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Cancel Event in Firefox

P: n/a
I have a function which needs to cancel the input into a text field on
a form. I cancel the event in IE fine and the text does not get
entered. But for firefox (1.0) I cancel the event and the text still
gets entered.

I've stripped the function down just to try to get it to work in
Firefox. The alert does happen on the keydown event so it should be
cancellable.

function formatInput(e){
if (e.cancelable){
e.preventDefault()
alert("Event is cancelable")
}
}

How can I cancel the input??

Nov 4 '05 #1
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11 Replies


P: n/a
Rob
ry******@yahoo.com wrote:
I have a function which needs to cancel the input into a text field on
a form. I cancel the event in IE fine and the text does not get
entered. But for firefox (1.0) I cancel the event and the text still
gets entered.

I've stripped the function down just to try to get it to work in
Firefox. The alert does happen on the keydown event so it should be
cancellable.

function formatInput(e){
if (e.cancelable){
e.preventDefault()
alert("Event is cancelable")
}
}

How can I cancel the input??


Why not just disable the text field, blur it, and erase whatever was
entered?

Nov 4 '05 #2

P: n/a
Cause I do not want to disable it. That was a stripped function to try
to get it to work. I only want to cancel the event on certain keyCodes
not ALL keyCodes. You can't erase a delete, or an End or a Home, etc.
Anyone know how to cancel the event so it does not continue with the
keyCode pressed?
Rob wrote:
ry******@yahoo.com wrote:
I have a function which needs to cancel the input into a text field on
a form. I cancel the event in IE fine and the text does not get
entered. But for firefox (1.0) I cancel the event and the text still
gets entered.

I've stripped the function down just to try to get it to work in
Firefox. The alert does happen on the keydown event so it should be
cancellable.

function formatInput(e){
if (e.cancelable){
e.preventDefault()
alert("Event is cancelable")
}
}

How can I cancel the input??


Why not just disable the text field, blur it, and erase whatever was
entered?


Nov 4 '05 #3

P: n/a
VK

ry******@yahoo.com wrote:
Cause I do not want to disable it. That was a stripped function to try
to get it to work. I only want to cancel the event on certain keyCodes
not ALL keyCodes. You can't erase a delete, or an End or a Home, etc.
Anyone know how to cancel the event so it does not continue with the
keyCode pressed?


The main rule is: you have to return false from the event handler to
cancel an event. The code below works for FF 1.0.7

Please not that:
1) In intrisic event handlers (textbox txt1) you have to return false
*from the handler itself* - not from the function called by the
handler. I guess that was your original problem.

2) There is a nasty bug in current versions of FireFox. Typing any text
in a textbox leads to the security exception (you can check the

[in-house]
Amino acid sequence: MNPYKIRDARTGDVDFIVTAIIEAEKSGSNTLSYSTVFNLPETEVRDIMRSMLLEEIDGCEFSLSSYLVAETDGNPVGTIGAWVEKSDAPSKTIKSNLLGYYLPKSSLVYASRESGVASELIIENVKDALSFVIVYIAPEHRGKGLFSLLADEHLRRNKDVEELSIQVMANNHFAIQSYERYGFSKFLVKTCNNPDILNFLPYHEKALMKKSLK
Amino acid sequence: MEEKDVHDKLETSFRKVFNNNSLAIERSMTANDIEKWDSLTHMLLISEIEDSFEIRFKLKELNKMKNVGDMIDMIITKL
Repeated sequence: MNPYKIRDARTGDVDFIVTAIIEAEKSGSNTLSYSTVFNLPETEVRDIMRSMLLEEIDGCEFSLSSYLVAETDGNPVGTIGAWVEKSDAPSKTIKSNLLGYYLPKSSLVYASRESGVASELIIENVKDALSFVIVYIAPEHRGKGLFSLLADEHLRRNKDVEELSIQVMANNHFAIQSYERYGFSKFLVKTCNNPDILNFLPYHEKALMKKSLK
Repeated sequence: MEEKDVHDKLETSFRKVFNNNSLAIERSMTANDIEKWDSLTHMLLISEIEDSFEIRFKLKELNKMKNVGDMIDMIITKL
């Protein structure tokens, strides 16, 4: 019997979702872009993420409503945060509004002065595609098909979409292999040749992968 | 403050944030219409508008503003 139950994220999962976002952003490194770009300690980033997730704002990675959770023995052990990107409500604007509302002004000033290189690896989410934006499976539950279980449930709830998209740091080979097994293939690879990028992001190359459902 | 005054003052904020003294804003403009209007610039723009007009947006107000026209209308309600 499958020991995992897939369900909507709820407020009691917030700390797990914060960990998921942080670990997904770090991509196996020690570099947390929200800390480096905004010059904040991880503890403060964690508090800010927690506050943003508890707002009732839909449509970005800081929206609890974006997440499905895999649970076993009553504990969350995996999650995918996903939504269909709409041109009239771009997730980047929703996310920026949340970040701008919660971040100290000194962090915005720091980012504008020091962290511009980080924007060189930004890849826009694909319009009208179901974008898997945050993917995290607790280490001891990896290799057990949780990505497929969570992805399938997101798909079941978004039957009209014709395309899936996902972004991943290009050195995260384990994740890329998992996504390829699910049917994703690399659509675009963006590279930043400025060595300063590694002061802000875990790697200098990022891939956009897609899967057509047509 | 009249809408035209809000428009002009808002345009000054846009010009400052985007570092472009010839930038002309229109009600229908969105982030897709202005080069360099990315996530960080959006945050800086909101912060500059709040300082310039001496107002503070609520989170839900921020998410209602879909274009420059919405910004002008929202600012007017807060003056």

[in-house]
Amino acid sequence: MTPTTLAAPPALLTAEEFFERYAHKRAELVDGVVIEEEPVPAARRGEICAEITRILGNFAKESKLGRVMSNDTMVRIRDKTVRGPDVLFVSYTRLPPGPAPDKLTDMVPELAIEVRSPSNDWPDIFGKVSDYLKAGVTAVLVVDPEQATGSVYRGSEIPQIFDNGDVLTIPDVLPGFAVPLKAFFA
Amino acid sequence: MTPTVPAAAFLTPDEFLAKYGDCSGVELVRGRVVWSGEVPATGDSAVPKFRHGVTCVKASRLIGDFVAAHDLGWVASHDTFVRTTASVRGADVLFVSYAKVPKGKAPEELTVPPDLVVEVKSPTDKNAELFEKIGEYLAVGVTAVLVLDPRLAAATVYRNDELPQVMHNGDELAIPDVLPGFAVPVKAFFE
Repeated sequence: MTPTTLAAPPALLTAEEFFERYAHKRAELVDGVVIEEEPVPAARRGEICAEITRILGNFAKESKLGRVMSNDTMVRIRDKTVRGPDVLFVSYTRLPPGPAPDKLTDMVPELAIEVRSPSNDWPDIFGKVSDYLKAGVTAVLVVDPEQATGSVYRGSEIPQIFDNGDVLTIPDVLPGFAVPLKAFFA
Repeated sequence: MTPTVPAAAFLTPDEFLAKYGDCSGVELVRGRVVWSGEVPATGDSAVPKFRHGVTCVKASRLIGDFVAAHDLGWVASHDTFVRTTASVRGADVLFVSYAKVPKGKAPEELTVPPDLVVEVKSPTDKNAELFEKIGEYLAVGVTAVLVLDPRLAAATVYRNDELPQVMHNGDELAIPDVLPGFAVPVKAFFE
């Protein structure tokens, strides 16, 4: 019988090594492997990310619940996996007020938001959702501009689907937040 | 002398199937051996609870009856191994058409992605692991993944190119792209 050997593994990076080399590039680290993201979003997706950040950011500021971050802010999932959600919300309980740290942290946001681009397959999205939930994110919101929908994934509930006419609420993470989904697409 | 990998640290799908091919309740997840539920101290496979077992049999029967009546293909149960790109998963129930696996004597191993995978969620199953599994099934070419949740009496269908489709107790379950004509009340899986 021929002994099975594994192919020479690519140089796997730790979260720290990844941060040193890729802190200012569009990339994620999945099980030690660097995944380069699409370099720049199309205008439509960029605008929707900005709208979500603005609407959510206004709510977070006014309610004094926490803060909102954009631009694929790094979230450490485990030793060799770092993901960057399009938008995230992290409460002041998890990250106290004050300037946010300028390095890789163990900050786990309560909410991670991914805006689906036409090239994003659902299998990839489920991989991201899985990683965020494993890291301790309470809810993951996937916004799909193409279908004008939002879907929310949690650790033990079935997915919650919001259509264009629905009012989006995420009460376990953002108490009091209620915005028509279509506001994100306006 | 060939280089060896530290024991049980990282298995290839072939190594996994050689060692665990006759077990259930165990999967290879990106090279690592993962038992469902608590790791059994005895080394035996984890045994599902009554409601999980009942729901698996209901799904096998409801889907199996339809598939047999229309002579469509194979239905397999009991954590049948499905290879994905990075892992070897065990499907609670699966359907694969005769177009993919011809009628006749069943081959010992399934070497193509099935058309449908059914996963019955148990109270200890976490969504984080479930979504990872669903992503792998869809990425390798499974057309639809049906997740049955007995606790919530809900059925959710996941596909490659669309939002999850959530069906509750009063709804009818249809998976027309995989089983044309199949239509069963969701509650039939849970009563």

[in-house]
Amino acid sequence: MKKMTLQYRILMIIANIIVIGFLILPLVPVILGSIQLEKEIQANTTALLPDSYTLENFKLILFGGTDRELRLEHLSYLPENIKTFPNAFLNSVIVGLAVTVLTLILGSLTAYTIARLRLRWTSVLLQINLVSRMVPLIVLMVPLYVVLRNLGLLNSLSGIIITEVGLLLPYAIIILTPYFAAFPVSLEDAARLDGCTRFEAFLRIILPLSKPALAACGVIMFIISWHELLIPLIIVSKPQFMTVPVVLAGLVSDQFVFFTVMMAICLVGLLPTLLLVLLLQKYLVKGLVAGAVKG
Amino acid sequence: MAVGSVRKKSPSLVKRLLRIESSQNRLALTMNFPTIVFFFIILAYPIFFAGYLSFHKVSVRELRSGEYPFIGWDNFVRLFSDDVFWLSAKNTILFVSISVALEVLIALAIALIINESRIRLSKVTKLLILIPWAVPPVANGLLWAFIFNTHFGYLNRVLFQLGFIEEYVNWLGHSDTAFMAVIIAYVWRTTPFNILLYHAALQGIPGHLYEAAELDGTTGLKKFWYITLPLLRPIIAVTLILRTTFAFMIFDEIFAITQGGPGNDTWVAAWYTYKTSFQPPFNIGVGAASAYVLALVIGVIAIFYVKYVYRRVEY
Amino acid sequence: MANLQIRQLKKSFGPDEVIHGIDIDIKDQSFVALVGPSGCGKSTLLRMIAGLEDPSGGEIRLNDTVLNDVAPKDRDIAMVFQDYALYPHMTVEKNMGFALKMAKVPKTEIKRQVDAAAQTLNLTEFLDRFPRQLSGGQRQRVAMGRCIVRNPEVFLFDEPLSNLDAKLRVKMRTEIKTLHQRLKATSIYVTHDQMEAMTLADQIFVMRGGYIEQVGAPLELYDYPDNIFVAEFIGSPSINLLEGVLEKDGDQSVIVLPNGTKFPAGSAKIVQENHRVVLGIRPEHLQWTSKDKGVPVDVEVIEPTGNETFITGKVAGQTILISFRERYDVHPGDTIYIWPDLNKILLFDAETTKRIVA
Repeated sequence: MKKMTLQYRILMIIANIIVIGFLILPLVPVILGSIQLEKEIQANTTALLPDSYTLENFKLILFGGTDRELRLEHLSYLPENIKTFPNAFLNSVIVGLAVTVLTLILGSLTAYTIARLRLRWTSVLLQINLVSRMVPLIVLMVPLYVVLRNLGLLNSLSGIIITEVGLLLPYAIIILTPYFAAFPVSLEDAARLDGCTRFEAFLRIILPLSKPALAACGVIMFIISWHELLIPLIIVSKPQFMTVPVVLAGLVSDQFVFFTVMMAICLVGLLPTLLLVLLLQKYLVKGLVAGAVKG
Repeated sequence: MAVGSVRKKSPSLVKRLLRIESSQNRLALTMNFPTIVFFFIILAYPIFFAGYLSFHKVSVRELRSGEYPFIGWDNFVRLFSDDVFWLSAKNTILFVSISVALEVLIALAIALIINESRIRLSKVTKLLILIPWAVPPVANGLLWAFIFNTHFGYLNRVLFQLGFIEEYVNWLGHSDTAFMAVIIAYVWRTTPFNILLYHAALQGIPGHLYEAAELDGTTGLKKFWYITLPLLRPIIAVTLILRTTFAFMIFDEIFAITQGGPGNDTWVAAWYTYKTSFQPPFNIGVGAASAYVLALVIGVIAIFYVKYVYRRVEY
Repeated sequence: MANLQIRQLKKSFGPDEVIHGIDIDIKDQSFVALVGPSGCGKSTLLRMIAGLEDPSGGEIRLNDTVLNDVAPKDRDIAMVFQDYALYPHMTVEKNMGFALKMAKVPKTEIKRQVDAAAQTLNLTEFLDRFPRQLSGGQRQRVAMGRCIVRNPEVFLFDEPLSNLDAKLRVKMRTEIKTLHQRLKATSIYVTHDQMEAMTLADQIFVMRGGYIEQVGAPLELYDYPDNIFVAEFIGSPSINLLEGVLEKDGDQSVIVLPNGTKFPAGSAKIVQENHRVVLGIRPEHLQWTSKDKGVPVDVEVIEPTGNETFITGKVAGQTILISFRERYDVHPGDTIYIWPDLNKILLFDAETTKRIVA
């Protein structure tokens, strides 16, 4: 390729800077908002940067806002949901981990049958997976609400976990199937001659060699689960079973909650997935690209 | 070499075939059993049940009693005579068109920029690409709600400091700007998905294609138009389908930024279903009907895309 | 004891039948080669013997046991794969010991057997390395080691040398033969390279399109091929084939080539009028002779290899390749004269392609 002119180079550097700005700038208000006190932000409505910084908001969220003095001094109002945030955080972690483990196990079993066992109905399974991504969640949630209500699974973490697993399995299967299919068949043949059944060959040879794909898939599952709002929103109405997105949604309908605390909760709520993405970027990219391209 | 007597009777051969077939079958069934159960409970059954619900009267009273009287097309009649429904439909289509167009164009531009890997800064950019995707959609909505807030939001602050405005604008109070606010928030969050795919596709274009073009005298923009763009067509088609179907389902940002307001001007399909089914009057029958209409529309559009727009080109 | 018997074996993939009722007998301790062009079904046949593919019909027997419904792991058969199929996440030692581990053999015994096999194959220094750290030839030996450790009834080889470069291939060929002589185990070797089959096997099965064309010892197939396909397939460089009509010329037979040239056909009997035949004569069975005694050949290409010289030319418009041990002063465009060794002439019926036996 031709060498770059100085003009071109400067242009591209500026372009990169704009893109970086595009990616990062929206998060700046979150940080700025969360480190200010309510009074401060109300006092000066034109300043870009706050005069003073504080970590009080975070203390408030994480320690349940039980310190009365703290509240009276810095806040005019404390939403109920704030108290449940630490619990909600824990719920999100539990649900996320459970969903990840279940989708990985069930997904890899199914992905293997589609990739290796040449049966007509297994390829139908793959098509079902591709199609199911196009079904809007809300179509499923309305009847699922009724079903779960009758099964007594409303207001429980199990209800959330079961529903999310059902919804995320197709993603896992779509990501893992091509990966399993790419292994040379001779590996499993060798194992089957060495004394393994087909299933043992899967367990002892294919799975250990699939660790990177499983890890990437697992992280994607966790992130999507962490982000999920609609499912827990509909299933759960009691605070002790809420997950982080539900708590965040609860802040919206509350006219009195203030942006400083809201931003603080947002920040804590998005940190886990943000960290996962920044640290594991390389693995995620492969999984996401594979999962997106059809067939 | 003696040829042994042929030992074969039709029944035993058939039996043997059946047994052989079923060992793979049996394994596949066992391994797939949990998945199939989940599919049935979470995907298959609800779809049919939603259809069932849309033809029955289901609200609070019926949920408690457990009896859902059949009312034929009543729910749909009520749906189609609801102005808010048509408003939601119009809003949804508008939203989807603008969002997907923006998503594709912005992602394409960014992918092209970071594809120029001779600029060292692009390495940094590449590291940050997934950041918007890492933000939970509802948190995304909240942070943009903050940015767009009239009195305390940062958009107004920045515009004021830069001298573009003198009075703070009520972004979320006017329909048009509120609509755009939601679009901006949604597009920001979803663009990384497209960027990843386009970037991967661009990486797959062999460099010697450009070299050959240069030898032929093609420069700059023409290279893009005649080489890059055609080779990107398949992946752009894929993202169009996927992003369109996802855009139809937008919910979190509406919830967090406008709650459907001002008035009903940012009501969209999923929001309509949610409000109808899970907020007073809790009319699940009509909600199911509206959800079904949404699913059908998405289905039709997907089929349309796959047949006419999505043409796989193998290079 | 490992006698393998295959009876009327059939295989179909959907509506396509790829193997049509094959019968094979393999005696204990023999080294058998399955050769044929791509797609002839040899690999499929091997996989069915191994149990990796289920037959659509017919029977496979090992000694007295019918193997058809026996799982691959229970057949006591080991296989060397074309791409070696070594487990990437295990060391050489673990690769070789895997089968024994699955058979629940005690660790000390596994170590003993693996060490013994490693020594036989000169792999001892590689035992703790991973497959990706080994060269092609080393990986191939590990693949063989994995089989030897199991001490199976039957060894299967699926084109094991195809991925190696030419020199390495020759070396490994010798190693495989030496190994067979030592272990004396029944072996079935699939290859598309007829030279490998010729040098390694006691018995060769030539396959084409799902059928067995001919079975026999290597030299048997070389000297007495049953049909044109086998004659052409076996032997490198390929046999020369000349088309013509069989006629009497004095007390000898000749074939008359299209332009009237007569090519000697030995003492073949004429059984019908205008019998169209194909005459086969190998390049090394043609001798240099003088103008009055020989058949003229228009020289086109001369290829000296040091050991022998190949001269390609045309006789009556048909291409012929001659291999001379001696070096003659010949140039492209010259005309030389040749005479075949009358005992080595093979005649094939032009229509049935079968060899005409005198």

JavaScript console). It doesn't break the script, but it causes a small
delay in the execution. If you additionally pass each input event
through a custom check, this delay may get noticable. The only
workaround I'm aware of in setting autocomplete to false; but it's not
always suitable.

<html>
<head>
<title>Test</title>
<meta http-equiv="Content-Type" content="text/html;
charset=iso-8859-1">
<script type="text/javascript">
/* Script for FireFox and Gesko-based only */

function f(e) {
if (String.fromCharCode(e.which).
toUpperCase() == 'A') {
return false;
}
else {
return true;
}
}

function init() {
document.forms[0].elements['txt2'].onkeypress = f;
}

window.onload = init;
</script>
</head>

<body>

<form method="post" action="">
<input type="text" autocomplete="false" name="txt1" onkeypress="return
f(event)">
<input type="text" autocomplete="false" name="txt2">
</form>

</body>
</html>

Nov 5 '05 #4

P: n/a
VK,
Thanks for the reply. I am aware that I can stop it by returning
false on the actual event attribute. But my issue is that the function
is attached to the event via javascript and so unable to return a value
as JavaScript states.

So what you saying is the FireFox documentation on e.cancelable
e.preventDefault() are completely BS? The preventDefault should stop
the normal functionality from occuring but does not??? Although I
believe you I just don't understand why this is so.

Is there anyway around this. The function MUST be attached via
JavaScript so returning false is out of the question. Thanks for any
help you could provide.

Nov 8 '05 #5

P: n/a
VK

ry******@yahoo.com wrote:
So what you saying is the FireFox documentation on e.cancelable
e.preventDefault() are completely BS? The preventDefault should stop
the normal functionality from occuring but does not??? Although I
believe you I just don't understand why this is so.


It is not BS (at least not all of it :-)
Simply window.status is a *legacy* interface from Netscape. And usually
when you are dealing with legacy you have to forget any common as well
as any particular sense and just do what is working.